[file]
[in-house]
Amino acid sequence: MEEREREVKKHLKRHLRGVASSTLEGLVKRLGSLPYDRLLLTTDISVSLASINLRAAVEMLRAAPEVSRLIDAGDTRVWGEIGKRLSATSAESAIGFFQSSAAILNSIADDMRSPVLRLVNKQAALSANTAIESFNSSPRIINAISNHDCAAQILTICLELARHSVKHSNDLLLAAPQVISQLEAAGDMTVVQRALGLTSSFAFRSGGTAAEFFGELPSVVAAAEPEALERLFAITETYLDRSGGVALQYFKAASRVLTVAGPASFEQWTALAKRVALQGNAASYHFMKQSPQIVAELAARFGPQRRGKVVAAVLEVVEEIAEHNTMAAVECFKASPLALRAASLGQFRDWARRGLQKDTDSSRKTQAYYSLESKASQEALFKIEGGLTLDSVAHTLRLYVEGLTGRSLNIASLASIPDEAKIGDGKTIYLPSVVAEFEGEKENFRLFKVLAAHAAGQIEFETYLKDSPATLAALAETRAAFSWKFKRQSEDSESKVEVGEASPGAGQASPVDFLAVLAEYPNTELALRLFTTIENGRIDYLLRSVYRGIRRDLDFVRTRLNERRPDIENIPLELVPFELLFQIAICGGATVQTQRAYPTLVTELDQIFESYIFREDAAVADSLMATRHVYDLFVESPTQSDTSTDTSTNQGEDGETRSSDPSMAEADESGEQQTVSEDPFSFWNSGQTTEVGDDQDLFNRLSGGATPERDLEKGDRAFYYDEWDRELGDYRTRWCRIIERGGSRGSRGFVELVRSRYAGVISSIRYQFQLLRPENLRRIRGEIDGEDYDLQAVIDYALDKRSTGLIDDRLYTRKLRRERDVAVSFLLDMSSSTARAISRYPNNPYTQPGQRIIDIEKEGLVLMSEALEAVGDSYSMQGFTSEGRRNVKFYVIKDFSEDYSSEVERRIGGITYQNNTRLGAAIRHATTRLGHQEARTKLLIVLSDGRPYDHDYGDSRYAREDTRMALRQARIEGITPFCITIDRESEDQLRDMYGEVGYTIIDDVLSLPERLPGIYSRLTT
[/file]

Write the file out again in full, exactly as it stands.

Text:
[in-house]
Amino acid sequence: MEEREREVKKHLKRHLRGVASSTLEGLVKRLGSLPYDRLLLTTDISVSLASINLRAAVEMLRAAPEVSRLIDAGDTRVWGEIGKRLSATSAESAIGFFQSSAAILNSIADDMRSPVLRLVNKQAALSANTAIESFNSSPRIINAISNHDCAAQILTICLELARHSVKHSNDLLLAAPQVISQLEAAGDMTVVQRALGLTSSFAFRSGGTAAEFFGELPSVVAAAEPEALERLFAITETYLDRSGGVALQYFKAASRVLTVAGPASFEQWTALAKRVALQGNAASYHFMKQSPQIVAELAARFGPQRRGKVVAAVLEVVEEIAEHNTMAAVECFKASPLALRAASLGQFRDWARRGLQKDTDSSRKTQAYYSLESKASQEALFKIEGGLTLDSVAHTLRLYVEGLTGRSLNIASLASIPDEAKIGDGKTIYLPSVVAEFEGEKENFRLFKVLAAHAAGQIEFETYLKDSPATLAALAETRAAFSWKFKRQSEDSESKVEVGEASPGAGQASPVDFLAVLAEYPNTELALRLFTTIENGRIDYLLRSVYRGIRRDLDFVRTRLNERRPDIENIPLELVPFELLFQIAICGGATVQTQRAYPTLVTELDQIFESYIFREDAAVADSLMATRHVYDLFVESPTQSDTSTDTSTNQGEDGETRSSDPSMAEADESGEQQTVSEDPFSFWNSGQTTEVGDDQDLFNRLSGGATPERDLEKGDRAFYYDEWDRELGDYRTRWCRIIERGGSRGSRGFVELVRSRYAGVISSIRYQFQLLRPENLRRIRGEIDGEDYDLQAVIDYALDKRSTGLIDDRLYTRKLRRERDVAVSFLLDMSSSTARAISRYPNNPYTQPGQRIIDIEKEGLVLMSEALEAVGDSYSMQGFTSEGRRNVKFYVIKDFSEDYSSEVERRIGGITYQNNTRLGAAIRHATTRLGHQEARTKLLIVLSDGRPYDHDYGDSRYAREDTRMALRQARIEGITPFCITIDRESEDQLRDMYGEVGYTIIDDVLSLPERLPGIYSRLTT